With our technology in place and a community manager lined up, I headed up the game design and programming. As a developer with an active imagination, I have mountains of prototype code and assets on my hard drive. Most of it doesn't see the light of day, but every now and then I'll pull a few old components together to create something cool. With friendly.fire I combined some code from a Games Demystified article on Angry Birds (which never saw the light) with some dynamic 2D physics-enabled building block code (which is now its own product, called friendly.physics).
The first prototype was made for the iPad, and it featured two castles and two slingshots, one of each of the left and again on the right. Players progressed in a series of turns including build, fire, and repair phases, as they attempted to knock down each other's castles.
Overall, the concept definitely had merit. However, the building component of the prototype needed work. The pieces were all dynamic, which was great in terms of the creative freedom one had when building, but as a consequence users were more likely to accidentally knock their own fortress down.
We deemed the "free building" feature as fun for another game (friendly.physics). Realizing this was a problem, we went back to the whiteboard and redesigned the game's flow. This time, we created a more rigid turn based structure in which only one castle would appear at a time. We also replaced the free build feature with a grid and tile system for the build phase.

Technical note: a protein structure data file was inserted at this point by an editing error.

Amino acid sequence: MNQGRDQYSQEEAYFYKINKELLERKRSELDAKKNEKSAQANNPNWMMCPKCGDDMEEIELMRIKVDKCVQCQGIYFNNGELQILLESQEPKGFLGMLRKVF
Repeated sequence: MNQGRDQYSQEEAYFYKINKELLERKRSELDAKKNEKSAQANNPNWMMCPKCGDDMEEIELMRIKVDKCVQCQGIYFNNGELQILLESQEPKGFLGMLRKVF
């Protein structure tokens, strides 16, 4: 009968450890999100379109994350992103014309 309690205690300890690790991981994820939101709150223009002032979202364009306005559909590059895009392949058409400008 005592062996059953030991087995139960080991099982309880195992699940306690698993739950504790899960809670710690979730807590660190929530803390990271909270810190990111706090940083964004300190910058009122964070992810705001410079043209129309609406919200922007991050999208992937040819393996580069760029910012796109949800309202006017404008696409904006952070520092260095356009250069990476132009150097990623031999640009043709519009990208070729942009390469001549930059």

There was talk of actually excluding physics altogether from the game but I wouldn't have it. As a physics junkie, I was determined to keep the physics engine running during the fire phase, even though I knew the build phase was better off without it. The only question that remained in my mind was whether the game would still be fun and feel dynamic if all the parts were just blocks on a grid.
The first thing I tackled from that point was the grid and tile system. Since I am such a physics junkie. I hate programming discreet snapped systems with no motion, so I wanted to get that part over with -- and I also wanted to see if it would work. In the end, of course, it did work, but the way in which I programmed it the game would have to translate between 2D and 3D space upon transitioning from the build phase to the fire phase, and it would have to look seamless.
The little library I knocked up included a lot of functionality for getting a pixel within the center of a rectangle from a point in space, or getting a point in space from a pixel. This wasn't too terribly difficult with Unity at my side, but it took me a few days to get something I felt was flexible enough for the future.
Once the grid and tile system was reasonable, I began creating various block types. I knew that with the game now on a grid that it would be far less dynamic. The cure, of course, would be cool block types. If the blocks themselves had very dynamic properties, the game could still be interesting, and allow players to feel creative.